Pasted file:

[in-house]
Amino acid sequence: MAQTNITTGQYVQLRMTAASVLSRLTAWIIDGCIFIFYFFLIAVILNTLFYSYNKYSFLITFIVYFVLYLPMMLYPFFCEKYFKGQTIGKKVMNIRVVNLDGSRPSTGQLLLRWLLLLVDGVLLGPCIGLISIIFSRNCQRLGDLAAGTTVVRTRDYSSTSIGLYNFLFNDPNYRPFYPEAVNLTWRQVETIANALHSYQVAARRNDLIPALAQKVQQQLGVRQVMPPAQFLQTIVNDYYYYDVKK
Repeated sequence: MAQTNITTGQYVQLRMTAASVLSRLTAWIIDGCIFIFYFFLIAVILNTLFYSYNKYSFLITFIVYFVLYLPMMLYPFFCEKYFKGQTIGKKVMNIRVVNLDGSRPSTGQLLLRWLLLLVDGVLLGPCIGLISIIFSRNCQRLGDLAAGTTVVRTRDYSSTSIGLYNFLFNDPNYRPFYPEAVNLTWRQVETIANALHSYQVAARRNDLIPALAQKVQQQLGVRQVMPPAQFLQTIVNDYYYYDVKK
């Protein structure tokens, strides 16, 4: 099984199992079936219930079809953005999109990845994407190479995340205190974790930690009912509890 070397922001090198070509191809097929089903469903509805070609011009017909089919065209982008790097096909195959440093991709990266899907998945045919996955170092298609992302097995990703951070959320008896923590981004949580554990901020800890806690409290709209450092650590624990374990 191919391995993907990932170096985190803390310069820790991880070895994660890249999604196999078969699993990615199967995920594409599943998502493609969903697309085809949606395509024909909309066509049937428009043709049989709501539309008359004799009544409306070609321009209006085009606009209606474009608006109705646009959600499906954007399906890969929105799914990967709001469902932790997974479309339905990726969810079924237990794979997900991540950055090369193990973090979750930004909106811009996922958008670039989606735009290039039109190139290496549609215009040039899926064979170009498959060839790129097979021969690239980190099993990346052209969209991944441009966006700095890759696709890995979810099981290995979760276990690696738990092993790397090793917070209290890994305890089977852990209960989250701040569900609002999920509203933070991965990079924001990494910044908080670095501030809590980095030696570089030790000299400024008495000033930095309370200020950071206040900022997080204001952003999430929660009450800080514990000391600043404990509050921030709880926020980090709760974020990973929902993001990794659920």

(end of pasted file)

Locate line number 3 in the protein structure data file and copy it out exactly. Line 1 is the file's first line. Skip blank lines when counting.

Repeated sequence: MAQTNITTGQYVQLRMTAASVLSRLTAWIIDGCIFIFYFFLIAVILNTLFYSYNKYSFLITFIVYFVLYLPMMLYPFFCEKYFKGQTIGKKVMNIRVVNLDGSRPSTGQLLLRWLLLLVDGVLLGPCIGLISIIFSRNCQRLGDLAAGTTVVRTRDYSSTSIGLYNFLFNDPNYRPFYPEAVNLTWRQVETIANALHSYQVAARRNDLIPALAQKVQQQLGVRQVMPPAQFLQTIVNDYYYYDVKK